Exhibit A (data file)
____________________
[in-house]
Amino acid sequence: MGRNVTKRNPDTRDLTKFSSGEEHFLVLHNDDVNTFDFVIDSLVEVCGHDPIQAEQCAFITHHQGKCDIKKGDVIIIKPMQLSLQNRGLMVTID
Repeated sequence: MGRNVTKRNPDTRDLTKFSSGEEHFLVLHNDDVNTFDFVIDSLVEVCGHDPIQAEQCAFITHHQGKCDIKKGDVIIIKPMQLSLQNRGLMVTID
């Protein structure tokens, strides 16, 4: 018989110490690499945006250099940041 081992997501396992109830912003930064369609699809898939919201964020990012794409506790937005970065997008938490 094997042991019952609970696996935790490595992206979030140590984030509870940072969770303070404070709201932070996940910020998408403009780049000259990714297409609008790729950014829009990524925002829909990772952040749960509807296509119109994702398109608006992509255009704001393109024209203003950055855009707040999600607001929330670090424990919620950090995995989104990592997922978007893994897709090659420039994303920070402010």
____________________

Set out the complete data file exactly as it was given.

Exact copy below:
[in-house]
Amino acid sequence: MGRNVTKRNPDTRDLTKFSSGEEHFLVLHNDDVNTFDFVIDSLVEVCGHDPIQAEQCAFITHHQGKCDIKKGDVIIIKPMQLSLQNRGLMVTID
Repeated sequence: MGRNVTKRNPDTRDLTKFSSGEEHFLVLHNDDVNTFDFVIDSLVEVCGHDPIQAEQCAFITHHQGKCDIKKGDVIIIKPMQLSLQNRGLMVTID
């Protein structure tokens, strides 16, 4: 018989110490690499945006250099940041 081992997501396992109830912003930064369609699809898939919201964020990012794409506790937005970065997008938490 094997042991019952609970696996935790490595992206979030140590984030509870940072969770303070404070709201932070996940910020998408403009780049000259990714297409609008790729950014829009990524925002829909990772952040749960509807296509119109994702398109608006992509255009704001393109024209203003950055855009707040999600607001929330670090424990919620950090995995989104990592997922978007893994897709090659420039994303920070402010």